On 1 August 2007, the Human Rights Law Resource Centre made a submission, entitled Fostering a Human Rights Culture, to the Consultation Committee for the Proposed Western Australian Human Rights Act. The submission was prepared with substantial input from Allens Arthur Robinson, one of Australia’s leading commercial law firms.
On 23 November 2007, the UN Committee on Economic, Social and Cultural Rights adopted General Comment 19 on the Right to Social Security under article 9 of the International Covenant on Economic, Social and Cultural Rights. A General Comment is an authoritative statement by a treaty body of the content and application of a particular right and may be relevant both to the interpretation and application of international and domestic law and policy.
The General Comment adopts a number of recommendations and observations made by the Human Rights Law Resource Centre in our submission to the UN Committee on Economic, Social and Cultural Rights of June 2006 in relation to their Draft General Comment on the Right to Social Security under article 9 of the International Covenant on Economic, Social and Cultural Rights.
In conjunction with the Mallesons Human Rights Law Group, in Octover 2007 the Centre assisted the Federation of Community Legal Centres (Vic) to make a Submission to the Victorian Government regarding the draft Family Violence Bill 2007, which provides for the making of interim and final family violence orders.
In conjunction with Native Title Services Victoria and DLA Phillips Fox, on 8 October 2007, the Centre made a Submission to the Victorian Environmental Assessment Council regarding Indigenous land management and cultural practices in the River Red Gums Forests. The submission considers the application of the rights and obligations contained in the Charter of Human Rights and Responsibilities Act 2006 to the Council’s draft proposals regarding the River Red Gums Forests.
On 14 September 2007, the Centre made a Submission to SARC regarding the Justice Legislation Amendment Bill.
In the Centre’s view, the provisions relating to interception and censorship of prisoner correspondence engage human rights under s 13 (right to freedom from unlawful or arbitrary interference with privacy, family, home or correspondence) and s 15 (right to freedom of expression) of the Charter, while the provisions regarding the use of firearms against escaping prisoners engage s 9 (right to life).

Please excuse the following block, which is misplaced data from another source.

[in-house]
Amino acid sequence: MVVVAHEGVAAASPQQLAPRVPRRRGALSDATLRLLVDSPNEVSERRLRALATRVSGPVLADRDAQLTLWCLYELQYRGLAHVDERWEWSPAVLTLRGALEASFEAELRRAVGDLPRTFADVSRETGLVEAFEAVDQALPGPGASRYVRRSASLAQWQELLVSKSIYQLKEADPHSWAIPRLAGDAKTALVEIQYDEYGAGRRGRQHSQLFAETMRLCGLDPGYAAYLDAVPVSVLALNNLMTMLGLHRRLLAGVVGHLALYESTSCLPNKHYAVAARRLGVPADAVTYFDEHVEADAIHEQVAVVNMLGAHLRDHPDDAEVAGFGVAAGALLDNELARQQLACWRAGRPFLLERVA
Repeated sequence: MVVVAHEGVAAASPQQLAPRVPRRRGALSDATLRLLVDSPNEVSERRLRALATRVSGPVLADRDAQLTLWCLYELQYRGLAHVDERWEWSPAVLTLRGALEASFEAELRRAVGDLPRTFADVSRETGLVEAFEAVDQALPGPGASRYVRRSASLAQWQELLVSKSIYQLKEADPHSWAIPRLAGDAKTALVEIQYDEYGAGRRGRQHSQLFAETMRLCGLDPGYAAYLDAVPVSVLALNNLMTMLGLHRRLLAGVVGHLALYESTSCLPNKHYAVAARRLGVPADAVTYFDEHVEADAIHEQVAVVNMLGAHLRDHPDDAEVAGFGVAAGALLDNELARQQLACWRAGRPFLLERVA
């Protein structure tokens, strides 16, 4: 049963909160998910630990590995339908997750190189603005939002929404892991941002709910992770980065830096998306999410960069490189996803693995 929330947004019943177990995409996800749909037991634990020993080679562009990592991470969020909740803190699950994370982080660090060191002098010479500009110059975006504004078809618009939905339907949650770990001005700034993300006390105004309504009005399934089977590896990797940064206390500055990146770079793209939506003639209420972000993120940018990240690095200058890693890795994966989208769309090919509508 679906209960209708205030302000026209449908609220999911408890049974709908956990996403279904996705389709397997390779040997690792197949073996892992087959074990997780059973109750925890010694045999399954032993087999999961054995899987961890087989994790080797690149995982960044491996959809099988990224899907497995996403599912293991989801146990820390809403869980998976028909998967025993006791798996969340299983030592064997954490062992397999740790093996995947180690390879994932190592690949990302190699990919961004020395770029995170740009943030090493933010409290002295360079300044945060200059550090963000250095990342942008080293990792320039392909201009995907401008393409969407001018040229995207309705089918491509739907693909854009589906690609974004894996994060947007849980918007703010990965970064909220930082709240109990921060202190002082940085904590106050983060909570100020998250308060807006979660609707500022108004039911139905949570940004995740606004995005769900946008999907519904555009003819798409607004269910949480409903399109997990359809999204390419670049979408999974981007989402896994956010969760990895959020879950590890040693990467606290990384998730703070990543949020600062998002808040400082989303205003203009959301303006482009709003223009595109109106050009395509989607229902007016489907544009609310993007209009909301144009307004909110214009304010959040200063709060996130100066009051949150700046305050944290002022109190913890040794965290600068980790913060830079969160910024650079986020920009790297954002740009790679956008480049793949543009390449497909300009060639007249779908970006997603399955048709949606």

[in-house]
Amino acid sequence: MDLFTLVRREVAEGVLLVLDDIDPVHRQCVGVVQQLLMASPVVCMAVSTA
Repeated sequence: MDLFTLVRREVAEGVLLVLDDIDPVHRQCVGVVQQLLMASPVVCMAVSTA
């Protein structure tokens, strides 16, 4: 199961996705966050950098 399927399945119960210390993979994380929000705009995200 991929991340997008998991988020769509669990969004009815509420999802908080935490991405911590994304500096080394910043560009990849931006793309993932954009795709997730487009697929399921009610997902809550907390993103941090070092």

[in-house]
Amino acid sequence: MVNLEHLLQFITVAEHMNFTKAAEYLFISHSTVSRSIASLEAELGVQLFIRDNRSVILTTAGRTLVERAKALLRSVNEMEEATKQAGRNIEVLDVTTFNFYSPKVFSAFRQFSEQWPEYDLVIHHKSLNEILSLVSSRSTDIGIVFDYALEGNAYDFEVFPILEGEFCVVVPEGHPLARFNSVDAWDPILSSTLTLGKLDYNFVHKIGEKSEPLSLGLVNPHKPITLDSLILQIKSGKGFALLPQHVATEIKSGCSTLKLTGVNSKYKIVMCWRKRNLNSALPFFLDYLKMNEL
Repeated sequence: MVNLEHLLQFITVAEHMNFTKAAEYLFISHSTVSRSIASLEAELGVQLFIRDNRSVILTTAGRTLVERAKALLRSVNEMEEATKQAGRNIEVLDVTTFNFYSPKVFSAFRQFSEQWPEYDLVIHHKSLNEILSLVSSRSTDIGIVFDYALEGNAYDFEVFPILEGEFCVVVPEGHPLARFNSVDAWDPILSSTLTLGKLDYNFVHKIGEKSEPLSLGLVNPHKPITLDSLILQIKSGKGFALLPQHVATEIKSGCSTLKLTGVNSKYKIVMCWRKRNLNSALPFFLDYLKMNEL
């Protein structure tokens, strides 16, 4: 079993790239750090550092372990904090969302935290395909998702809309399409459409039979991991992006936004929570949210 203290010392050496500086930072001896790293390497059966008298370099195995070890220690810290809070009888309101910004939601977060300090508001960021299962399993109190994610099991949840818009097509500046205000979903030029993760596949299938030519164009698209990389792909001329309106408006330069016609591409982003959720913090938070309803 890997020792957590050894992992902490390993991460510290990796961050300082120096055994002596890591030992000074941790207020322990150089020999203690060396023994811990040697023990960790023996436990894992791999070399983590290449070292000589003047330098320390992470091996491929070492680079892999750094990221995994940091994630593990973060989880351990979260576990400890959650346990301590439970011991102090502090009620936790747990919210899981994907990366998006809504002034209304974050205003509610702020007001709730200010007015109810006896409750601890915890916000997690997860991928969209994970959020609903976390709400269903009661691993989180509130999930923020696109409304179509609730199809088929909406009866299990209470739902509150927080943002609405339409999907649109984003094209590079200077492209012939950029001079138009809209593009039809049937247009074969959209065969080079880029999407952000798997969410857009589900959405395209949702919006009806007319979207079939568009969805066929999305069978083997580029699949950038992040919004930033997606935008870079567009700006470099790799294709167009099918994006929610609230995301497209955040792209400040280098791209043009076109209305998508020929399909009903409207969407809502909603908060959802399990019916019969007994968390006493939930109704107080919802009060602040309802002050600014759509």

On 24 August 2007, the Centre made a Submission to the UN Committee against Torture in response to Draft General Comment No 2. The Draft General Comment is of significant importance to the normative development of international human rights law.
Although the prohibition against torture is a non-derogable human right and a peremptory norm of customary international law, it continues to be flagrantly violated. For example, the Special Rapporteur on torture and other cruel, inhuman or degrading treatment or punishment reports that during the period from 16 December 2005 to 15 December 2006, he sent 79 letters of allegations of torture to 35 governments and 157 urgent appeals to 60 governments on behalf of persons who might be at risk of torture or other forms of ill-treatment. These statistics highlight the urgent need for state parties to receive practical instruction in respect of the Convention and in particular, article 2, which underpins the Convention's absolute prohibition against torture.
On 21 August 2007, the UN Human Rights Committee released General Comment No 32 on the right to equality before courts and tribunals and to a fair trial under art 14 of the ICCPR. General Comment No 32 will be an important source of guidance on the interpretation and application of s 24 of the Victorian Charter of Human Rights, which enshrines the right to a fair hearing, and s 25, which guarantees various rights in criminal proceedings.
The Centre is pleased and proud that the General Comment incorporates a number of recommendations made in the Centre’s submission on the draft General Comment in January 2007.
On 10 August 2007, the Centre made a submission to the Senate Legal and Constitutional Affairs Committee Inquiry into the Northern Territory National Emergency Response Bill 2007 and Related Bills. The submission focuses on the potential impact of the proposed legislation on Australia's international human rights obligations, including in relation to the rights to non-discrimination, adequate housing, health, social security, participation, self-determination and land rights.
Family Rights: Nystrom v Australia - Individual Communication to UN Human Rights Committee (Apr 2007) Stefan Nystrom was born in 1973 and, until very recently, had lived permanently in Australia since he was 27 days old. He is a Swedish citizen but has no relevant ties to Sweden or any State other than Australia.
The detailed Individual Communication, which was submitted on 4 April 2007, alleges that Mr Nystrom's detention and deportation were in violation of articles 9, 12(4), 14(7), 17 and 23 of the ICCPR. It seeks compensation and reinstatement of permanent residency.
On 13 February 2007, the Human Rights Law Resource Centre made a submission to the Victorian Sentencing Advisory Council in response to their Discussion and Options Paper, entitled High-Risk Offenders: Post-Sentence Supervision and Detention. As the Paper identifies, a scheme of post-sentence supervision and detention may be incompatible with or infringe a range of human rights under both international human rights law (particularly the International Covenant on Civil and Political Rights) and domestic human rights law (particularly the Victorian Charter of Human Rights and Responsibilities).